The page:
US recognition of Armenian genocide is a victory in ‘fight against denialism,’ UN told

US recognition of Armenian genocide is a victory in ‘fight against denialism,’ UN told
US recognition of Armenian genocide is a victory in ‘fight against denialism,’ UN told

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Jeddah - Yasmine El Tohamy - KUALA LUMPUR: Two weeks into the holy month of Ramadan, and despite supporting the government’s decision to reopen traditional food bazaars, several Malaysians say they now fear a spike in coronavirus disease (COVID-19) infections, citing poor implementation of health protocols at the highly popular markets. 

Unlike last year, when the government had canceled the famous bazaars in the early days of the pandemic to limit the spread of the outbreak, the markets are now allowed to operate, provided traders and visitors adhere to strict standard operating procedures (SOP) and checks. 

Earlier this month, the Kuala Lumpur City Council said that 65 bazaars would be allowed to operate from 3 p.m. to 8 p.m. during Ramadan, before reiterating that compliance with SOPs was of utmost importance, especially those set by the National Security Council, such as mandatory face masks, body temperature scans and checking in with a dedicated mobile application. 

Malaysia’s Ramadan bazaars date back to the 1980s. Eddin Khoo, a cultural activist focusing on Malay cultures, said that the concept gained popularity for its “food sharing culture.”

“In the 1970s, it was a smaller-scale home industry based on the idea of communal eating,” Khoo told Arab News. 

He added that the bazaars’ unique selling point is that they cater to both Muslims and non-Muslims in Malaysia. 

The bazaars are usually attended by thousands of people, who go out for late-night meals after breaking their fast at sunset or iftar time. 

They feature hundreds of stalls with hawkers and street vendors selling local delicacies and hot food.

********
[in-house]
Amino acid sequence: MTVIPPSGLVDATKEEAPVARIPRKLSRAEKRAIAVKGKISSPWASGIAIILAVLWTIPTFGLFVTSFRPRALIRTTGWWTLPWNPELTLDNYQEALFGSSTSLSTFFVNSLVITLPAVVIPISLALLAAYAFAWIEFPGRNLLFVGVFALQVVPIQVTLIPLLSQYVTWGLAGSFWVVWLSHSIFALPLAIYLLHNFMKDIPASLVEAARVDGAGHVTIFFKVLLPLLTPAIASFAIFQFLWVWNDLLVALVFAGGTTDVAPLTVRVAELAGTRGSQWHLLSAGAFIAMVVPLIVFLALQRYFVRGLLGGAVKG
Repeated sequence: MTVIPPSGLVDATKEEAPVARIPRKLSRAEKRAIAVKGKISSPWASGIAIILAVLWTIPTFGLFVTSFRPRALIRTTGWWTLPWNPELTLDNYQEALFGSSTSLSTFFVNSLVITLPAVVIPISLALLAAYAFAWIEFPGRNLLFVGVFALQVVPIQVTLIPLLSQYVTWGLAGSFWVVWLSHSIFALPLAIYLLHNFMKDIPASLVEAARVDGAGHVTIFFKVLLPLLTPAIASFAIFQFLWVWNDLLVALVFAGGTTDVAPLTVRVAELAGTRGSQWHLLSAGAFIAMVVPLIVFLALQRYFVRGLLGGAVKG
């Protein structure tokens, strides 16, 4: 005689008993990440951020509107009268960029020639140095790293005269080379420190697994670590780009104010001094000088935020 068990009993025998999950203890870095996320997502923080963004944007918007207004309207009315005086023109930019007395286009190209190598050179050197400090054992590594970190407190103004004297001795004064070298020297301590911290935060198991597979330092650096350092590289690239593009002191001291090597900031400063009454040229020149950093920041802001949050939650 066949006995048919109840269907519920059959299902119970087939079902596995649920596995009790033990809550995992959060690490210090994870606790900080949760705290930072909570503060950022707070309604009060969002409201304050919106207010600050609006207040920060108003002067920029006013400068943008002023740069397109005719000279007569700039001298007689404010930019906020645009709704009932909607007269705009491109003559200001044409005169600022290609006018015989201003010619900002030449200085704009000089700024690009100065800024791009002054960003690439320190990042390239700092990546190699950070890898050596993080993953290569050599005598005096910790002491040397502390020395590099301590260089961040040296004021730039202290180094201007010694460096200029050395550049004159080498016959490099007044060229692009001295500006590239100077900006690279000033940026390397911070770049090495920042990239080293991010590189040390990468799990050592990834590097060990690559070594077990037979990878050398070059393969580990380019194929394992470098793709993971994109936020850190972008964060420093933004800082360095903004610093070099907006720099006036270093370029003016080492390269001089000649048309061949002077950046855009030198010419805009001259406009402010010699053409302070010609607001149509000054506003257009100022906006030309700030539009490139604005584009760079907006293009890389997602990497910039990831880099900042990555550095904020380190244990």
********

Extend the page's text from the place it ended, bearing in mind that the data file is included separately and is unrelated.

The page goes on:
FASTFACT

Unlike last year, when the government had canceled the famous bazaars in the early days of the pandemic to limit the spread of the outbreak, the markets are now allowed to operate.

“Last year, everyone sorely missed the bazaars when they were canceled due to the pandemic. That was when we realized how important they are to the Malaysian community,” he said. 

Adit Rahim, 44, told Arab News that the bazaars were smaller compared to those of the past few years. 

Still, he has “adapted to the situation,” hoping for things to improve in the country. 

On Monday, Malaysia had registered 395,718 COVID-19 cases and 1,449 deaths, while 369,556 people had recovered from the disease since the start of the pandemic last year. 

Rahim said that while the SOPs are in place, they are not “well-explained, documented and disseminated” at the bazaars. 

“When I arrived at the check-in counter, I had to remind the enforcement officer to enforce physical distancing, especially with children present,” he explained. 

Nurul Syazwani Yahi, 29, said she was “excited to visit a bazaar” but “genuinely concerned” about the spike in infections as well. 

“I believe basic hygiene needs to be emphasized more at the bazaar because it is still very poor,” she told Arab News. 

Meanwhile, City Mayor Mahadi Che Ngah told Arab News that health protocols are necessary for the bazaars to run smoothly. To control the crowds at the bazaars, the mayor said an enforcement team comprising officials from various departments within the council had been deployed at the bazaars. 

“We are also working closely with the police and immigration departments throughout the period,” he added. 

Authorities in Malaysia are aiming to more strictly enforce the SOPs, while one bazaar in the state of Selangor has already been ordered to shut down due to compliance failures.

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